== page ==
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Party-led progress behind China's impressive achievements

By Alexis Hooi | China Daily | Updated: 2021-03-09 07:38
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Robert Lawrence Kuhn [Photo provided to China Daily]

Overcoming challenges

China will now also have to step up to face new challenges posed by the changing times, Kuhn says.

"Every era is unique. When China commenced its historic reform and opening-up policy (in 1978), cheap, efficient manufacturing was the developmental vehicle-good-quality products at low cost. Originally all these products were low-cost, low-value-added products-clothing and accessories, like socks, ties, shirts and costume jewelry. Then, products were upgraded to electronics, such as computer keyboards.

"China's development depended on China's manufacturing success, which in turn depended on Chinese workers working very hard for very low wages. Many of them were migrant workers, coming from poor rural villages where they had been farmers struggling to make almost nothing. By migrating to cities to work very hard in factories, they made more money than they had in their rural hometowns, and because still the wages were very low by international scales, China brought about its manufacturing miracle," he says.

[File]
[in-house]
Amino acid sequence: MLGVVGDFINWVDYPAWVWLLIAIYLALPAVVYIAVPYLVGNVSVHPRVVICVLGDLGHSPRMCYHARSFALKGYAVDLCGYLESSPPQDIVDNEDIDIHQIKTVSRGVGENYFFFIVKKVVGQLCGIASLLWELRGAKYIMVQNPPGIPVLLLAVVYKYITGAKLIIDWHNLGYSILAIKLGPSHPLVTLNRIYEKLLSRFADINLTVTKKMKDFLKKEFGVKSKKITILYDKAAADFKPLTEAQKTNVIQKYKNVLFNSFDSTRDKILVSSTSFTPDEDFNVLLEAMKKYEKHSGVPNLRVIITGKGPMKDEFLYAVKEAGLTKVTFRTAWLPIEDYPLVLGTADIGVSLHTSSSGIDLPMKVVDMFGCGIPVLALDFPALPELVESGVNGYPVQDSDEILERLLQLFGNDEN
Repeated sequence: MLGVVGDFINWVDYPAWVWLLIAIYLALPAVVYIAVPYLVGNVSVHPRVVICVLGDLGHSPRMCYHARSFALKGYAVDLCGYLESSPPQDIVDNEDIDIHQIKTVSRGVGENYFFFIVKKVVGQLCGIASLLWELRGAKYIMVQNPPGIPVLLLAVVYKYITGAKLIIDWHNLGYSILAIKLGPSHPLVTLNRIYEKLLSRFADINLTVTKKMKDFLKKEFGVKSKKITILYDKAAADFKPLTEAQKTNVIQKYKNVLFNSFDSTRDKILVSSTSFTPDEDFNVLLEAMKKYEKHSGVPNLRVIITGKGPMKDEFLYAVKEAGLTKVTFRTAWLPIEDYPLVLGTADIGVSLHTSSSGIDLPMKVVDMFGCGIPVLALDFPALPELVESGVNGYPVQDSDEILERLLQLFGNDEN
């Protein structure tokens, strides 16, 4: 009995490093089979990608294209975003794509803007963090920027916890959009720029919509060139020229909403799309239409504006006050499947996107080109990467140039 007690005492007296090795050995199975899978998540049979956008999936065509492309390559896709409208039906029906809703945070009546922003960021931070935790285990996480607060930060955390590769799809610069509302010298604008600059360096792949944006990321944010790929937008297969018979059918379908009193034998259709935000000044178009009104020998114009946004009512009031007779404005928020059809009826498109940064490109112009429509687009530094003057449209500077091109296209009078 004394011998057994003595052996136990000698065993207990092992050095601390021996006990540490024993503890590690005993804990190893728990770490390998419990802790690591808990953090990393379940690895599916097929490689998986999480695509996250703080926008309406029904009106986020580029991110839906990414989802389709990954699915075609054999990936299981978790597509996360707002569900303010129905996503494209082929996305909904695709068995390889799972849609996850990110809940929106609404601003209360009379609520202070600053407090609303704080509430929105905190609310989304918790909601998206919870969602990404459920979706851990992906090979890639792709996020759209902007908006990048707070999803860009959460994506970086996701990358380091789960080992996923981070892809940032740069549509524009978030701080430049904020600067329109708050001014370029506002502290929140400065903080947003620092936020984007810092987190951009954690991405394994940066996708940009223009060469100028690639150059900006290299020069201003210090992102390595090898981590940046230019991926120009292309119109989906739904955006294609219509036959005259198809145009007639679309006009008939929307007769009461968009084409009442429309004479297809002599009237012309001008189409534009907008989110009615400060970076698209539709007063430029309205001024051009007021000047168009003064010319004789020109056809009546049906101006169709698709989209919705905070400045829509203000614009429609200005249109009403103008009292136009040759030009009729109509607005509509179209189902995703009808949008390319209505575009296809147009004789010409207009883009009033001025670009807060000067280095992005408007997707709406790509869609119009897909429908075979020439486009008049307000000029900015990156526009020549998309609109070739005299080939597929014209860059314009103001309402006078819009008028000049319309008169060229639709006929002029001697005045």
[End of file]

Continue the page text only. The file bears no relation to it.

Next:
"It was a beneficial system that worked for two decades or more, but then, as workers' wages rightly began to rise, the old system ran its course.

"China has since moved up the value chain in terms of the products it manufactures. Today, China manufactures almost every product on Earth and mostly at world-class optimized quality and price.

"China is in a new world today. As the country moves up the value chain, there are challenges. The new world promotes science and technology and it privileges information. Here, China has work to do. The challenge in science and technology is that the traditional system tended to reward seniority as opposed to merit. Leaders would favor those in their own groups within the Party system. You have your own networks, your own silos, and you reward your own people. Such a system becomes inefficient and unproductive, especially in an information-driven environment. In China's old purely manufacturing environment, creativity and innovation mattered much less," Kuhn says.

"China's system starts with all the benefits of long-term planning and consistent policies that its political stability enables. Then come the challenges of encouraging creativity and innovation, including free access to information, and a more fluid approach to personnel, not a rigid hierarchical system based on seniority, but one that appreciates and enhances creative performance."

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